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Thread: Computers in Costa Rica

  1. #1
    Moderator Speedy1's Avatar
    Join Date
    Dec 2013
    San SebastiŠn, San Josť, Costa Rica

    Computers in Costa Rica

    Those of you who live in Costa Rica probably know what I know all too well... Finding the very latest, fastest, and most powerful computer hardware and software here is tough. The stores here simply don't sell it. If you try to order it online and get it shipped to Costa Rica, you'll often receive a message that the product is not available for export. I've had talks with Dell and the higher-end computer manufacturers. According to them, it's a combination of hardware restrictions, software licensing, taxes, and government restrictions that make it just not worth their while to sell it. The companies don't want their stuff in Central America, because some tech geek will backwards-engineer the product and start-selling counterfeits. That will happen anyway, of course, but the companies don't want to make it too easy and quick for them.

    Of course, the solution is pretty easy for a notebook computer... have a friend in the USA buy it for you and bring it down in his baggage. Make sure he takes it out of the box, so that Customs will think it's his personal computer. If it comes off of the baggage carousel in an unopened box, customs is going to have a nasty little surprise for you... something like a 30% (of the retail price) import duty.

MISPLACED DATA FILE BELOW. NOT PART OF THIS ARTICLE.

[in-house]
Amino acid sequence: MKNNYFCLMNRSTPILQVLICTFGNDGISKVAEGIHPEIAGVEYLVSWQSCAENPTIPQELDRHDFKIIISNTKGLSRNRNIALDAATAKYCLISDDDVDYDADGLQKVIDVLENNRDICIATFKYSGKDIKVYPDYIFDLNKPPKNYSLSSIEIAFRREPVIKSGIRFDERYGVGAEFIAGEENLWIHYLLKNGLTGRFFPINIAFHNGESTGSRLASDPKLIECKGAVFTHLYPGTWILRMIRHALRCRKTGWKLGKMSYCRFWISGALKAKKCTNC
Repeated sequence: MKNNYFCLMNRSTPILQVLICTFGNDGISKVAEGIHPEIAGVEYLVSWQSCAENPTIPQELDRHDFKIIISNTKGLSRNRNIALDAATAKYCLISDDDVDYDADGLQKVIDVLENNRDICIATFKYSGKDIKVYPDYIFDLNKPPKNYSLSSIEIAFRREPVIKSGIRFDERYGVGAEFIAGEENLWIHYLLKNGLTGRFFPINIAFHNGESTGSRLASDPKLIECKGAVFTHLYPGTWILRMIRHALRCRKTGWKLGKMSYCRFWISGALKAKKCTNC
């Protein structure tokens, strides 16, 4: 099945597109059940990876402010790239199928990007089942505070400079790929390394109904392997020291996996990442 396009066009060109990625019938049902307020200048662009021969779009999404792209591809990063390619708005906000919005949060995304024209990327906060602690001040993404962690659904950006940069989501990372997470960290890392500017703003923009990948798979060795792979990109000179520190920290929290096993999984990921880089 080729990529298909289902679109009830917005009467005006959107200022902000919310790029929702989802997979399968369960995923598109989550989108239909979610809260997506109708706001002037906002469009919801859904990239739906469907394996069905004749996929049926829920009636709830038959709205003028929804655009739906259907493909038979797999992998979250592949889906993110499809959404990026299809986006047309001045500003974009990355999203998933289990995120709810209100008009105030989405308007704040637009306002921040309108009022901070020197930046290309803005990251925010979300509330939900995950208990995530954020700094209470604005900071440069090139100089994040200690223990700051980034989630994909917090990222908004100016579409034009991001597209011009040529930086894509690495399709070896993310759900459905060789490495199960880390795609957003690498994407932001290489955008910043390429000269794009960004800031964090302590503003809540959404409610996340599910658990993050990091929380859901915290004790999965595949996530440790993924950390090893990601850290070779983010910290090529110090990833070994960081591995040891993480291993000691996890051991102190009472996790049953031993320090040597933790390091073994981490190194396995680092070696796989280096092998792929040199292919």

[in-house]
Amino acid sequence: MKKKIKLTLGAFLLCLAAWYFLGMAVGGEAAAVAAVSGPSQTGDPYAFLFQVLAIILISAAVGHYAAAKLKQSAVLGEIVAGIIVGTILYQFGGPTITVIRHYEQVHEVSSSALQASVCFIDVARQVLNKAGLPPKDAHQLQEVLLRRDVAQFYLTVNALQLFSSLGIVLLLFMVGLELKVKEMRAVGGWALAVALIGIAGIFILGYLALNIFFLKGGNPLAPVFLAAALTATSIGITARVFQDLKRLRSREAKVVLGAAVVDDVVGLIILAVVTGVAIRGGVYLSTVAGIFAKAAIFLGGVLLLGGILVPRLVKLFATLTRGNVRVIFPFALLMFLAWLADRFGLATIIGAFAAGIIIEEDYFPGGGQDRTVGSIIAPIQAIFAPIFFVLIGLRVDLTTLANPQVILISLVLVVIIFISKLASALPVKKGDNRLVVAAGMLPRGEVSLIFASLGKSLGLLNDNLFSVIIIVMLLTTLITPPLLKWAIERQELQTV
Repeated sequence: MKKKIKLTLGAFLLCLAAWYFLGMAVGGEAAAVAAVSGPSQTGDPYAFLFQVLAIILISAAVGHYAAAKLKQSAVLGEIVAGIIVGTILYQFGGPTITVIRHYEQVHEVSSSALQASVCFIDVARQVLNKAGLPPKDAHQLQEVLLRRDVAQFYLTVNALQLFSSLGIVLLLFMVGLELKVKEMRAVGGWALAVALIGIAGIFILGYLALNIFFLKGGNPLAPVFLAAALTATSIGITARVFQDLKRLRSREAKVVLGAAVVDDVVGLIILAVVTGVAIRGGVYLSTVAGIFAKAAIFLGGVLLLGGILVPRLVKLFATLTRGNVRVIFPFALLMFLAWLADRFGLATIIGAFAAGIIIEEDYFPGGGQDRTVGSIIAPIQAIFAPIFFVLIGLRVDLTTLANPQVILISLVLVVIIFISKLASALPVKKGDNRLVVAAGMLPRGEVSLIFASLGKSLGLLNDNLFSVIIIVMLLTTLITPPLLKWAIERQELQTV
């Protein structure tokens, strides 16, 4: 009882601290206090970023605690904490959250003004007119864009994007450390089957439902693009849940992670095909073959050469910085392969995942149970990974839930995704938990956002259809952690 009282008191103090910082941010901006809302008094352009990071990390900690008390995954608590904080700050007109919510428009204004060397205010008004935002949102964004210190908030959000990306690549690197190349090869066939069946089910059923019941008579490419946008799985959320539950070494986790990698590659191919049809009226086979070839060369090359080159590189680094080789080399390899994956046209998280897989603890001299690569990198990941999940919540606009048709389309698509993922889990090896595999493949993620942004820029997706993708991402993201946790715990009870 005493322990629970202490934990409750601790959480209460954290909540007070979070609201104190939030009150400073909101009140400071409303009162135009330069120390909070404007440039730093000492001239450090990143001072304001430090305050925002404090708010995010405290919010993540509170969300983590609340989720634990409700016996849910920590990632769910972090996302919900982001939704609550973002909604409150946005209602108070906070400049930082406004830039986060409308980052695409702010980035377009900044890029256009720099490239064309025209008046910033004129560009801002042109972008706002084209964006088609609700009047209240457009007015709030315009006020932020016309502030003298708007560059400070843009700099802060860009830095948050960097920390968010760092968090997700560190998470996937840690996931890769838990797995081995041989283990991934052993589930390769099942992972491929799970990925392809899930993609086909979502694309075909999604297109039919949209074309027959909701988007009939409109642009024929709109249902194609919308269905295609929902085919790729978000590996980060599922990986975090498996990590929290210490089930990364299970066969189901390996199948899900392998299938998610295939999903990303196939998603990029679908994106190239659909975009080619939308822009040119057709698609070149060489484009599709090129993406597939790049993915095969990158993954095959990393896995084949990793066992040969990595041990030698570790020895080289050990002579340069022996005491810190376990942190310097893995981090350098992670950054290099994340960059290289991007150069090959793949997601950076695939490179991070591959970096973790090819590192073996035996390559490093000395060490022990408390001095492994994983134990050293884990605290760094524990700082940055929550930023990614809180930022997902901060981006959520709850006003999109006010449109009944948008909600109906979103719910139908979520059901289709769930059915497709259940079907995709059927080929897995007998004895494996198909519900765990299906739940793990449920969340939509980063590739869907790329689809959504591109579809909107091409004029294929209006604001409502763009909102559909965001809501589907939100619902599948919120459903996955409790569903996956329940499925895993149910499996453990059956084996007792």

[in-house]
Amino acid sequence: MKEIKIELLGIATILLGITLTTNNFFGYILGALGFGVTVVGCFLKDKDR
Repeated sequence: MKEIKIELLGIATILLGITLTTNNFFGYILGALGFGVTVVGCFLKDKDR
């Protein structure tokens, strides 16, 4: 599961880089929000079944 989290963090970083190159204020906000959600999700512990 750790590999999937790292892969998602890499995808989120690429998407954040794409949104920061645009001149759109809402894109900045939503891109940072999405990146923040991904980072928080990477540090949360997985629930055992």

My problem is that when it comes time to replace my "Office Beast", about once every 2 years, there's no way to sneak that kind of firepower through customs. I'm talking about the real "top of the line" stuff... my brand-new 2-foot tall liquid-cooled box running 4 monitors and 3 operating systems at the same time. I also learned a new word this week... "Petabyte." I won't be running out of storage space anytime soon. I think I'm actually in love...

    Anyway... my point is... You can't buy it in Costa Rica, but you can build it. Over the past 3 months, I've had 5 different colleagues and friends bringing down computer parts in their bags. A few parts here and there won't set off any bells at Customs. Technically, since the computer is for my personal use, it's all perfectly legal. However, there's no way that Customs would ever believe me if I tried to import a $15,000 computer for my "personal use." I also bought a few parts here in Costa Rica... most notably the box and power supplies, which was just too big to try to bring down from the USA. Although I had a friend from the USA come down to Costa Rica to build my computer, there are a lot of guys here in Costa Rica who are very adept at building this kind of stuff. They have to be, because you sure can't buy it off the shelf here. They can even order the individual parts and have them shipped to Costa Rica, but it will be expensive.

    I've had good luck dealing with CoCoCo, which has at least a couple of locations in the San Josť. The salesman isn't always a tech genius, but he can put you in touch with guys in Costa Rica who are.

  2. #2
    Lifetime Member
    Join Date
    Jun 2015
    I've had good luck sending down refurbished computers.

    Customs: "Es nuevo?"

    Me: "No nuevo. Usado." (which also can mean secondhand).

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